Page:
From the Spring 2017 issue of Ukulele | BY JUMPIN’ JIM BELOFF
The collecting fever known as UAS or (Ukulele Acquisition Syndrome) can also extend beyond, well… ukuleles. For some uke aficionados it can spread to all sorts of categories of collecting. This can include paper treasures like vintage sheet music, songbooks, magazine covers, greeting cards, advertising, menus, and photos, and move on to bulkier items like vintage hula nodders, Hawaiian shirts, and even pineapple crates. Pretty much anything with an image of a ukulele or just the word itself is a candidate for the archives.
One thing I learned early on in my collecting days was that the ukulele was so accepted in its first two waves of popularity that it found its way into every nook and cranny of mainstream culture. In fact, during one heyday, it was not uncommon to find movie stills with cast members cavorting with ukuleles, while never touching one in the actual film. What this bit of false advertising suggests is that the ukulele had become a form of visual shorthand, implying that the film was a comedy, had songs in it, was based in Hawaii, or even all three at once.
The ukulele was also a central piece of visual vocabulary during the golden age of Hawaiian tourism. The classic image of someone playing the ukulele underneath a palm tree was employed in countless ways to help sell a romantic and exotic destination. In the late 1930s, when the Matson cruise ships were traveling regularly between California and Hawaii, the dinner menus featured a series of five different covers by California illustrator Frank McIntosh. The menu cover on the final night before arriving in Hawaii featured a multicolored illustration of a ukulele surrounded by tropical fruits and flowers. It’s still relatively easy to find the original menus today because so many passengers chose to save them.
When I found a Martin tenor ukulele in 1992 at the Rose Bowl Flea Market in Pasadena, California, it lit a fire that stills burns bright today. Over the years, my wife Liz and I have enjoyed countless hours scouring flea markets, antique shows, and estate sales for ukulele-related items. We’ve justified this pursuit by using many of the images in our books, including The Ukulele: A Visual History and our Jumpin’ Jim’s ukulele songbooks. For those who know our Daily Ukulele songbooks, virtually all of the photographs of people holding ukuleles were found by combing through old boxes of photos at paper shows or on eBay. As Liz was laying out the book she would often wonder if the people in these old photos would ever be recognized. Lately it’s begun to happen. In just the last six months, players in three of the photos have been identified.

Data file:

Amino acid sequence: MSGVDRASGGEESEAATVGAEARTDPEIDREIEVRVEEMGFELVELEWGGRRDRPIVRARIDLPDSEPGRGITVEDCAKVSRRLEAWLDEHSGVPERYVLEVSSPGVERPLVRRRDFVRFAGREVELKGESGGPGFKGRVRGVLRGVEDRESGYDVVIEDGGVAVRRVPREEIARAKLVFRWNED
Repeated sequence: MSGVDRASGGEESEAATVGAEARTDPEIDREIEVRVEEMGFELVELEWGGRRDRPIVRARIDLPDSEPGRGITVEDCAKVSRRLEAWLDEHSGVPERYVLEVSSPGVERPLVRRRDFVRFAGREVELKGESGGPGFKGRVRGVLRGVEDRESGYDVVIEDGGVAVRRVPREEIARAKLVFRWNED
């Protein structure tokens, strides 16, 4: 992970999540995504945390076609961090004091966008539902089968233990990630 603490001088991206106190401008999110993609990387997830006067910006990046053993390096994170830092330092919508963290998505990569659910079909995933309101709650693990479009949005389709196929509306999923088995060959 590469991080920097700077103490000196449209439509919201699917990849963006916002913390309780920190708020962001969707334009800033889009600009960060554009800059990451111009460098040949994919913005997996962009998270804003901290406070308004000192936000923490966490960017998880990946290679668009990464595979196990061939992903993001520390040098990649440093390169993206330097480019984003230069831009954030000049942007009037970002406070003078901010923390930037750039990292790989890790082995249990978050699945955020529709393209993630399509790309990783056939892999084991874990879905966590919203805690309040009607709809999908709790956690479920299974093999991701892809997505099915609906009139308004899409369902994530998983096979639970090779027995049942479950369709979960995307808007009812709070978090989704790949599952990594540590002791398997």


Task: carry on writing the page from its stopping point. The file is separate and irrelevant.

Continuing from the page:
Before I close, I’d like to give a shoutout to one of the great collectors of ukulele ephemera. At the early uke fests of the current third wave, Bob Cuoco would display huge notebooks full of paper ephemera that he had collected over the years. One notebook in particular featured hundreds of vintage uke-themed postcards. Eventually, he reached a point where he no longer wanted to care for the collection and offered to sell much of the archive to us. Our UAS kicked in and we jumped at the chance to merge his collection with ours. And now, we’re sharing some of it here. I like to tell people to be careful what you find at flea markets. It can change your life! So be warned, viewing some of these items might just ignite your own UAS. Happy hunting!
Postcards & Photos
Vintage postcards and photos featuring people with their ukuleles can be found at paper shows and on eBay.
A menu from the Matson cruise lines, and a Dole pineapple crate are examples of some of the Island-related treasures in our collection.
Magazines, Valentines, Ads
Over the years, the ukulele has been used regularly as a prop on magazine covers, valentines, and in advertisements.
This Islander plastic ukulele was a gift from Maria Maccaferri, wife of Mario Maccaferri, who designed and manufactured the Islander and other plastic musical instruments in the 1950s and 1960s. The painted illustration was by Carrie Singhi, sister of May Singhi Breen, arranger of many ukulele songbooks from the 1920s and later.
Another category of ephemera is vintage ads for ukuleles.
Method Books & Sheet Music
There have been dozens of songs published with “ukulele” in the title. The sheet music to these songs often features beautiful and dramatic covers. We also collect sheet music that shows someone playing a ukulele on the cover.